Fixed-Term Employment Contracts Mean What They Say

Fixed-term employment contracts mean what they say and expire at the end of their terms without the need for any notice of termination. The Court of Appeal so ruled in a case which clarified the interrelationship between fixed-term contracts and public sector collective agreements (Kilraine v Lion Academy Trust).

The case concerned a teacher who was taken on to work at a primary school under the terms of an engagement letter from the headteacher which specified a date, 12 months' hence, when her employment would terminate. Seven weeks before the contract was due to expire, she was informed that it would not be renewed or extended.

After she lodged proceedings, an Employment Tribunal (ET) found that the so-called Burgundy Book – a collective agreement between various trade unions and the Local Government Association – was incorporated into her contract. In awarding her about £3,000 in compensation, the ET found that, in accordance with the Burgundy Book, she was entitled to three months' notice of termination, running from the date on which she was notified that she would not be kept on. That decision was, however, subsequently overturned by the Employment Appeal Tribunal (EAT).

In dismissing the teacher's challenge to that outcome, the Court noted that the engagement letter expressly stated in unambiguous terms that her contract was for a fixed term and would expire on a particular date. It was of the essence of such a contract that it came to an end on the specified date by simple effluxion of time and that she was not entitled to any notice of termination.

The Court observed that employees on fixed-term contracts may understandably wish to know well in advance whether they are to be renewed or extended. That would no doubt accord with good practice, but there was no justification for building a formal notice obligation into the teacher's contract, in the absence of which her employment would presumably be deemed to continue indefinitely.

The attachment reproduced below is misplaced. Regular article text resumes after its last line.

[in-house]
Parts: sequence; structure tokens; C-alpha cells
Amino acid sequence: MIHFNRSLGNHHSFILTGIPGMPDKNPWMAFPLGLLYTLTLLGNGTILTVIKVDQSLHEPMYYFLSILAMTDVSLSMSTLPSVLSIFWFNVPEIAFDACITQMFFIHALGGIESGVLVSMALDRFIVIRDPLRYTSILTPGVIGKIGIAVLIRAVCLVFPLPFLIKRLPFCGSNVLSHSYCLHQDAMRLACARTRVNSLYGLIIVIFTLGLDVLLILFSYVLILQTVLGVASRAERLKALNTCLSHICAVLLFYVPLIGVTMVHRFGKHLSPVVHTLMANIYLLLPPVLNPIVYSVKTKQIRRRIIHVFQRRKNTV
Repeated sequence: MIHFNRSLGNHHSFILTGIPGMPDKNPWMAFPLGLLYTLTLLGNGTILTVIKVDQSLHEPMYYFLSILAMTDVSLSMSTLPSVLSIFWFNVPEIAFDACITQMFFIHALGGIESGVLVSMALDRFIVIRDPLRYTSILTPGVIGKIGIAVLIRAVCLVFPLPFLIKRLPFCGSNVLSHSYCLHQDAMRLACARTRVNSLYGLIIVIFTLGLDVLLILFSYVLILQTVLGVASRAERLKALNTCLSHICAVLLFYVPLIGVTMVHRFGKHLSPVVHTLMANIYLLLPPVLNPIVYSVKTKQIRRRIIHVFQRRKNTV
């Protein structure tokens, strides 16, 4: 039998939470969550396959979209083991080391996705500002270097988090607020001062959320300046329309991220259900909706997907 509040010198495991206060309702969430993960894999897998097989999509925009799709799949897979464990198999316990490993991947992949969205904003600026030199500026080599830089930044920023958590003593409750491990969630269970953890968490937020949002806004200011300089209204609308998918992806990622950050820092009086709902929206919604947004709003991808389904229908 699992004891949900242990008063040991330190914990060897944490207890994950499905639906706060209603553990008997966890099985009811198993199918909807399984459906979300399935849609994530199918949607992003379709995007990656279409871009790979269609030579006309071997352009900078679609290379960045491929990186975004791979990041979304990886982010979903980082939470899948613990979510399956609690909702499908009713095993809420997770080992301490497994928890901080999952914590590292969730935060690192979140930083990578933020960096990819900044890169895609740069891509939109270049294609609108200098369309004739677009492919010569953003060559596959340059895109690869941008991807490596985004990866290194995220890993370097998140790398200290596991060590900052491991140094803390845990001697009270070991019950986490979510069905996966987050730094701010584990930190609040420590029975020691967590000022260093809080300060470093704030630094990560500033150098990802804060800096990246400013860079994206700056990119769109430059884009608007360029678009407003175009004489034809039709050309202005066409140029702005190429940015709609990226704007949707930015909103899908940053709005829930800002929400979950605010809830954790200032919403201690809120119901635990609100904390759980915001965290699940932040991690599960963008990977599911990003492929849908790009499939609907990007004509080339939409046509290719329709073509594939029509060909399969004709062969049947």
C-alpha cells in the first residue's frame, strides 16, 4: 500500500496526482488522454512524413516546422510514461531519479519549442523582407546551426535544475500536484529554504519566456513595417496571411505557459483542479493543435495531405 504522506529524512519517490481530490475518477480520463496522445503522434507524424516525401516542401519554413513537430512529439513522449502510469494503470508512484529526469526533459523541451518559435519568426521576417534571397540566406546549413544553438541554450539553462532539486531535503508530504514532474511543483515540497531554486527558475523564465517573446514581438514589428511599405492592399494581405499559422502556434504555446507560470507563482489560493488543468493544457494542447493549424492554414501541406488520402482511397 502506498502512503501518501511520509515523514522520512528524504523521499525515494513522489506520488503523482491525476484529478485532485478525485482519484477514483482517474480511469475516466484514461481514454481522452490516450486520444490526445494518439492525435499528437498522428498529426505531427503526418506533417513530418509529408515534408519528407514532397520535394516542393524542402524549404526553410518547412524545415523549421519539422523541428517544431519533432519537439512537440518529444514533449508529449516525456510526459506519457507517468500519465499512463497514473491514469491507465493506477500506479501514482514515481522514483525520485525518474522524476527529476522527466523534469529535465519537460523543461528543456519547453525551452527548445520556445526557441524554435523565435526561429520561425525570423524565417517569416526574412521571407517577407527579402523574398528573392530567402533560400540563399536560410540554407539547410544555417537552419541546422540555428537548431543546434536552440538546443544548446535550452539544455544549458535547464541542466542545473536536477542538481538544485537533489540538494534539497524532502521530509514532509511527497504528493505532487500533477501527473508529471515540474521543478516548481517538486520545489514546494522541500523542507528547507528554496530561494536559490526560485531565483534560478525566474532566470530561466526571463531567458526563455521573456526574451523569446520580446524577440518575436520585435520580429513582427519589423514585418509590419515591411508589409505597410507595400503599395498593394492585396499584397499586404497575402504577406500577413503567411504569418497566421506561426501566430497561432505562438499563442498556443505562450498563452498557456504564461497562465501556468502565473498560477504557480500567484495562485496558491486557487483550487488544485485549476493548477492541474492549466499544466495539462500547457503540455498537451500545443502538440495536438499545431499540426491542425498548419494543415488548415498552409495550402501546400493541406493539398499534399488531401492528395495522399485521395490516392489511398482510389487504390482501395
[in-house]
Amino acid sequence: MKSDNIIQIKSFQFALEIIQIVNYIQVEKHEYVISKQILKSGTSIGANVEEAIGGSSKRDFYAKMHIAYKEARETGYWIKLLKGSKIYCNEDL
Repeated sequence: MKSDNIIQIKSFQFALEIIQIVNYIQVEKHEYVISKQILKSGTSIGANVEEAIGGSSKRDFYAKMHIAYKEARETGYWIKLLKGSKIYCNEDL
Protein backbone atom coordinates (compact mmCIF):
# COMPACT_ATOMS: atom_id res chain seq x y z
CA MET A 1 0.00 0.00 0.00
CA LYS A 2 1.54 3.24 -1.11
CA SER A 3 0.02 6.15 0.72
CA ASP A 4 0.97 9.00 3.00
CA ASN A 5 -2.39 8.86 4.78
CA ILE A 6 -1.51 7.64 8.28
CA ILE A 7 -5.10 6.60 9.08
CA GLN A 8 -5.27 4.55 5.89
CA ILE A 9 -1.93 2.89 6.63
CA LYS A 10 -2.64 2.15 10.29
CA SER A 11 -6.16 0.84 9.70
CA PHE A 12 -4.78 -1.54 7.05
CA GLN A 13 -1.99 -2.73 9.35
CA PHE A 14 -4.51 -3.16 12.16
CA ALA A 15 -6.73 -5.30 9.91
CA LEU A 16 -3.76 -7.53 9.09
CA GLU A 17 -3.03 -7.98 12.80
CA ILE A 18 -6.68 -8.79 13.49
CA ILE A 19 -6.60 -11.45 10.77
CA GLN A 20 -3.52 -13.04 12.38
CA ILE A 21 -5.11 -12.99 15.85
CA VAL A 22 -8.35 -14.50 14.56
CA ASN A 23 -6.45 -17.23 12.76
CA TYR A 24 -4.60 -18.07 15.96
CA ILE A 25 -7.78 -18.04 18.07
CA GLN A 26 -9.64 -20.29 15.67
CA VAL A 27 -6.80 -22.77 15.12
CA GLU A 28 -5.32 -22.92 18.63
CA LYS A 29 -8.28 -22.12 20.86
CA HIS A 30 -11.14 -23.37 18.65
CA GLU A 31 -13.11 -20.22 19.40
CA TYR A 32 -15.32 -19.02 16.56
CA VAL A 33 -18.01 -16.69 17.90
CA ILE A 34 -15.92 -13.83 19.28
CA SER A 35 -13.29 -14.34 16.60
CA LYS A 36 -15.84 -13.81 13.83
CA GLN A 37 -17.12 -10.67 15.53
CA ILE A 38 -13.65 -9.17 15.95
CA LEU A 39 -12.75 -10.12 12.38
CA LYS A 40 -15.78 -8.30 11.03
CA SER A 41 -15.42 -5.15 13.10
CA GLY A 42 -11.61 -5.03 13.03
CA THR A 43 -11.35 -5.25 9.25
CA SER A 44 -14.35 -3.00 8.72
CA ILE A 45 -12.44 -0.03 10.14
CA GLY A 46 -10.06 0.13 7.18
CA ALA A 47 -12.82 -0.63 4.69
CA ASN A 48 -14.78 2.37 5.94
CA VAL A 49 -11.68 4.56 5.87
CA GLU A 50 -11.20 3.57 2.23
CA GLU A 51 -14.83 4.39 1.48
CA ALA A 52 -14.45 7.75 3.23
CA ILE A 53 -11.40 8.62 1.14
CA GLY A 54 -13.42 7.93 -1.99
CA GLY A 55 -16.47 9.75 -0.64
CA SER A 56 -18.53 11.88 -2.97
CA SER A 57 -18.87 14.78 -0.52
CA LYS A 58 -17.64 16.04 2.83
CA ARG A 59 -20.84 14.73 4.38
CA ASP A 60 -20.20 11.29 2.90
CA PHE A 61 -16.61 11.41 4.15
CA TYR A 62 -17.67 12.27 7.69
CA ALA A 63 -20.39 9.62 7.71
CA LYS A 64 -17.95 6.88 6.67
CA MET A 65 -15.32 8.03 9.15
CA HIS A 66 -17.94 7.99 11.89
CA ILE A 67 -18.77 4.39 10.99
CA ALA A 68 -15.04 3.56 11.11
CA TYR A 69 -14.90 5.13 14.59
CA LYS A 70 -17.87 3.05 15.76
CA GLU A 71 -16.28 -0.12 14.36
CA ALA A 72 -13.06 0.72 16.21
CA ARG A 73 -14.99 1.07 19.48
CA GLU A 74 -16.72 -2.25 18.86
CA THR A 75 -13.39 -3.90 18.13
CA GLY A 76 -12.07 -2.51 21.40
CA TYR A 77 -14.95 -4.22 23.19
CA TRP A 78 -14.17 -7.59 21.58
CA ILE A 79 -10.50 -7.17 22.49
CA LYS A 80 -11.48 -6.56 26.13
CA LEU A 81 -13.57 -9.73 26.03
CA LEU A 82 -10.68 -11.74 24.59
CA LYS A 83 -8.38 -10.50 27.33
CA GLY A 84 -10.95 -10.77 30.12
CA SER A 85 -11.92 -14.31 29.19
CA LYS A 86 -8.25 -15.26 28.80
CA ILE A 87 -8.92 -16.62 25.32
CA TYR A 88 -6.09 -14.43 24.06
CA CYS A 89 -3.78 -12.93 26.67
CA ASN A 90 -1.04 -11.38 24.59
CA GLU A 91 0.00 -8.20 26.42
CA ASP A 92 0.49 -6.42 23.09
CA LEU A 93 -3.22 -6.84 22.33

Her case depended on the proposition that the clear effect of the engagement letter had been modified – indeed effectively reversed – by a provision in the Burgundy Book requiring that teachers should receive a minimum of two months' notice and, in the summer term, three months. The ET's decision had the effect of wholly changing the nature of the contract, transforming it from a fixed-term contract to a contract terminable only on notice.

In the absence of the contract having been modified by agreement, such a result was impermissible. The Court found that the relevant provision of the Burgundy Book only applied to permanent contracts, that is contracts terminable on notice. It was not intended to apply to fixed-term contracts where notice is not required in the first place.